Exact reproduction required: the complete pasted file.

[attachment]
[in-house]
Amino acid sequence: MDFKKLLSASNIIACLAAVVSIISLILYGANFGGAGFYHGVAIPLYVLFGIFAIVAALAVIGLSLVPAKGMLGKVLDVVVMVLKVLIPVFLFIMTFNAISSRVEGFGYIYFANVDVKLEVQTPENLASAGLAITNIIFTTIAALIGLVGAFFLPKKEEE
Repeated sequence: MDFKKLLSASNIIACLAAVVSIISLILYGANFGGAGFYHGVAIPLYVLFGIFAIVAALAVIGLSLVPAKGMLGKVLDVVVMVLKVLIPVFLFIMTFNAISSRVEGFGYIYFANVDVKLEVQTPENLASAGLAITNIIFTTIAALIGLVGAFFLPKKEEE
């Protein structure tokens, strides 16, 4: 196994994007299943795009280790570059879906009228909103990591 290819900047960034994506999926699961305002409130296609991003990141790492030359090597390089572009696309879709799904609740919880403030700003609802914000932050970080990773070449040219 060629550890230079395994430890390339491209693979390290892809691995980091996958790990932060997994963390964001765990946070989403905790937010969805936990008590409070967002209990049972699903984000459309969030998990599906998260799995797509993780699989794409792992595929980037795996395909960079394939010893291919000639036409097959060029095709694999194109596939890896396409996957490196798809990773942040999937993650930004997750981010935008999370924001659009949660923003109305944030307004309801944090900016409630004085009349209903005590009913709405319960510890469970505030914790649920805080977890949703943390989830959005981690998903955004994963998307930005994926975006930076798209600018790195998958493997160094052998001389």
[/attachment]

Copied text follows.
[in-house]
Amino acid sequence: MDFKKLLSASNIIACLAAVVSIISLILYGANFGGAGFYHGVAIPLYVLFGIFAIVAALAVIGLSLVPAKGMLGKVLDVVVMVLKVLIPVFLFIMTFNAISSRVEGFGYIYFANVDVKLEVQTPENLASAGLAITNIIFTTIAALIGLVGAFFLPKKEEE
Repeated sequence: MDFKKLLSASNIIACLAAVVSIISLILYGANFGGAGFYHGVAIPLYVLFGIFAIVAALAVIGLSLVPAKGMLGKVLDVVVMVLKVLIPVFLFIMTFNAISSRVEGFGYIYFANVDVKLEVQTPENLASAGLAITNIIFTTIAALIGLVGAFFLPKKEEE
């Protein structure tokens, strides 16, 4: 196994994007299943795009280790570059879906009228909103990591 290819900047960034994506999926699961305002409130296609991003990141790492030359090597390089572009696309879709799904609740919880403030700003609802914000932050970080990773070449040219 060629550890230079395994430890390339491209693979390290892809691995980091996958790990932060997994963390964001765990946070989403905790937010969805936990008590409070967002209990049972699903984000459309969030998990599906998260799995797509993780699989794409792992595929980037795996395909960079394939010893291919000639036409097959060029095709694999194109596939890896396409996957490196798809990773942040999937993650930004997750981010935008999370924001659009949660923003109305944030307004309801944090900016409630004085009349209903005590009913709405319960510890469970505030914790649920805080977890949703943390989830959005981690998903955004994963998307930005994926975006930076798209600018790195998958493997160094052998001389």